This Editorial appears in the Dec. 8 print edition of Transport Topics. Click here to subscribe today.
Too often in our ever more polarized world, any announcement is followed by an immediate response from someone denouncing the original position.
Such actions can leave one a bit cynical about the entire process and wondering how business groups and government agencies can ever work together on anything.
So it was refreshing that a Dec. 2 announcement of American Trucking Associations’ member companies committing to hiring 100,000 veterans over the next two years garnered a far different response (see ATA Pledges Members Will Hire 100,000 Veterans Over Two Years).
Standing side by side, trucking and government officials including ATA President Bill Graves and Scott Darling, the acting head of the Federal Motor Carrier Safety Administration, jointly proclaimed the importance of the plan to reach out to the nation’s veterans.
For trucking, facing what ATA Chairman Duane Long called a “desperate” need to fill not only driving positions but also technician and other critical job openings, making a more dedicated effort to reach veterans makes sense on numerous levels.
First is the obvious: Anyone willing to put his or her life on the line to serve the United States is likely to return home with a level of professionalism and responsibility that would make them a strong fit in many careers.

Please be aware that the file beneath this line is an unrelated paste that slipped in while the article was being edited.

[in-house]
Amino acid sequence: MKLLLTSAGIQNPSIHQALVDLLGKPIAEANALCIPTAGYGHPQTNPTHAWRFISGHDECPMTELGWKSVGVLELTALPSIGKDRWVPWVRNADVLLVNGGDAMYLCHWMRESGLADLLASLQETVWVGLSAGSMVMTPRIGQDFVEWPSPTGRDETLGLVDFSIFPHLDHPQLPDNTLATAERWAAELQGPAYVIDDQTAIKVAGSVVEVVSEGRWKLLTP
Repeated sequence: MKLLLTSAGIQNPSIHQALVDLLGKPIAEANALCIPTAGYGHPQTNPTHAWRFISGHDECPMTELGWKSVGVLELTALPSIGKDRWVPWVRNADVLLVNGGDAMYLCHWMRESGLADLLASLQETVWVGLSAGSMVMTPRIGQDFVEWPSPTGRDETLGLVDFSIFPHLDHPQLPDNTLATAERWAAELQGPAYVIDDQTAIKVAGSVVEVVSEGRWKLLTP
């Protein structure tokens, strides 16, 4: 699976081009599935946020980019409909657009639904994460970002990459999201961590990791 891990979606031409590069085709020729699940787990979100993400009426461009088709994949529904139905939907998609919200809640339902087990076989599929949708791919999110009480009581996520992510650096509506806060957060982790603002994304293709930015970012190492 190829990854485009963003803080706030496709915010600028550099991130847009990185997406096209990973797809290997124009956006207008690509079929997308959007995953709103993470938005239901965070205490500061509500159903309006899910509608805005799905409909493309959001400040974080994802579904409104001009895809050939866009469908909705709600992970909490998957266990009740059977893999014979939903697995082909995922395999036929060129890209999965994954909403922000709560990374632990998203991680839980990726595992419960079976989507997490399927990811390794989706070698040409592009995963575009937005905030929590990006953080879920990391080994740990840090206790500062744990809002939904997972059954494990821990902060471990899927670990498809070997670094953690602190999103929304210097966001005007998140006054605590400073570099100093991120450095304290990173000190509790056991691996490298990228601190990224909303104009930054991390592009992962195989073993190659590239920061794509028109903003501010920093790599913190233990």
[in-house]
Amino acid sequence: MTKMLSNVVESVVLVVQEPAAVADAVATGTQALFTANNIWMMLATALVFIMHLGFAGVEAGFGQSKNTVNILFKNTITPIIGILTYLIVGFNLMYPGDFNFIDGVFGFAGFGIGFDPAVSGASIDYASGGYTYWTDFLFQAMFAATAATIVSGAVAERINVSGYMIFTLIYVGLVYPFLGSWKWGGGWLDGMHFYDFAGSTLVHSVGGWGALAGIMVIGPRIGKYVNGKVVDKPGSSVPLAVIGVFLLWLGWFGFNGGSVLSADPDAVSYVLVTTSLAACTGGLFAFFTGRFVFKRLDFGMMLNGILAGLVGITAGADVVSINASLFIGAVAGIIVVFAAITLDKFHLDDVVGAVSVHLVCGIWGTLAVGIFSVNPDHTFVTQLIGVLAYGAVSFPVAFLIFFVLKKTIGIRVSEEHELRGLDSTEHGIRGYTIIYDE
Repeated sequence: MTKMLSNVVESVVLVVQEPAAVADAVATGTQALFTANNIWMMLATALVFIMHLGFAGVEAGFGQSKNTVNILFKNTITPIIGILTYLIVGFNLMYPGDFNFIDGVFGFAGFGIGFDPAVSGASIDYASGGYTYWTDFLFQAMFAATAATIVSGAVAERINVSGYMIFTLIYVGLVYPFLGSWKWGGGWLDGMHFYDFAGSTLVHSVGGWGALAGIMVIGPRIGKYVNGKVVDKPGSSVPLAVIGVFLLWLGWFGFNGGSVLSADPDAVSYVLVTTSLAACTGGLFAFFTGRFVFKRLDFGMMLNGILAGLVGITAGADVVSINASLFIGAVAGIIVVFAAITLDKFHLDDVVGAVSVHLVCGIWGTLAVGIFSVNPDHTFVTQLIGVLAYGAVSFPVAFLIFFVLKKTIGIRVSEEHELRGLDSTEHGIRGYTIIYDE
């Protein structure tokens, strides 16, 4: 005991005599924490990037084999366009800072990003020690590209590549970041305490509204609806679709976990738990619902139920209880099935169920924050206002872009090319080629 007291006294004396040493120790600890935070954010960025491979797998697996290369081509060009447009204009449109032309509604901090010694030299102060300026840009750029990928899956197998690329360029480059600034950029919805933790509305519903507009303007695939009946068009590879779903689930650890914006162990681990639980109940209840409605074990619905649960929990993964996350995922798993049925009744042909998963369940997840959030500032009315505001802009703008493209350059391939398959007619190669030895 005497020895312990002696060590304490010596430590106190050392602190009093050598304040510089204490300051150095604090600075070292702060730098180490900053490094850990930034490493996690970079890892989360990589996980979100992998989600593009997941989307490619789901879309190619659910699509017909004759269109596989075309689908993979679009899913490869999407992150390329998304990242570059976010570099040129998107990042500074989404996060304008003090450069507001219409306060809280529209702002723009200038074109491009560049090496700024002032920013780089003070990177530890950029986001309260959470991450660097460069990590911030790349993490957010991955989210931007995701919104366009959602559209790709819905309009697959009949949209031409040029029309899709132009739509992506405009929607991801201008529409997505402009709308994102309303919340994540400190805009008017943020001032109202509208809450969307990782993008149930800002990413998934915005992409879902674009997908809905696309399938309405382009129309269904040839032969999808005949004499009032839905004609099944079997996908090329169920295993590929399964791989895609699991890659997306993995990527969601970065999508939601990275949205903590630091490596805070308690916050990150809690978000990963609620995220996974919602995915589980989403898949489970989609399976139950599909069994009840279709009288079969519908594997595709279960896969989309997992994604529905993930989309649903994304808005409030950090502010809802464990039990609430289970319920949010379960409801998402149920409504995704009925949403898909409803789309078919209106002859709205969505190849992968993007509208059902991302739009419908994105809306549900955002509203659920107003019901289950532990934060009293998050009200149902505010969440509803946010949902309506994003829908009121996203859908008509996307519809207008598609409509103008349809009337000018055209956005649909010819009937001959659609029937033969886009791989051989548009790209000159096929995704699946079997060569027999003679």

The fact that many have some level of driving or mechanical training — making the transition to trucking that much easier — is an added bonus.
“There’s no higher calling for an American than to serve in our armed forces, and I’d like to think that driving a truck — delivering America’s most essential goods safely and efficiently — is also a high calling,” Graves said.
Graves made a point to praise Darling for attending ATA’s press event at its headquarters in Arlington, Virginia.
Darling, for his part, said he planned to review a proposal that would allow states to give the written knowledge examination for those seeking commercial driver learner’s permits to out-of-state job seekers. ATA has said that could help speed the hiring of veterans.
“We’re trying to partner as much as possible with whoever to actually increase the volume of truck and bus drivers that are out there, people who want to be in the industry,” Darling said.
He noted that 25% of FMCSA’s employees are veterans, so he sees their contributions every day.
At the event, a number of fleets including YRC Worldwide Inc. and Con-way Inc. were praised for already being heavily involved in hiring veterans.
It appears that, after the additional attention from last week’s event, many more will soon be joining their ranks.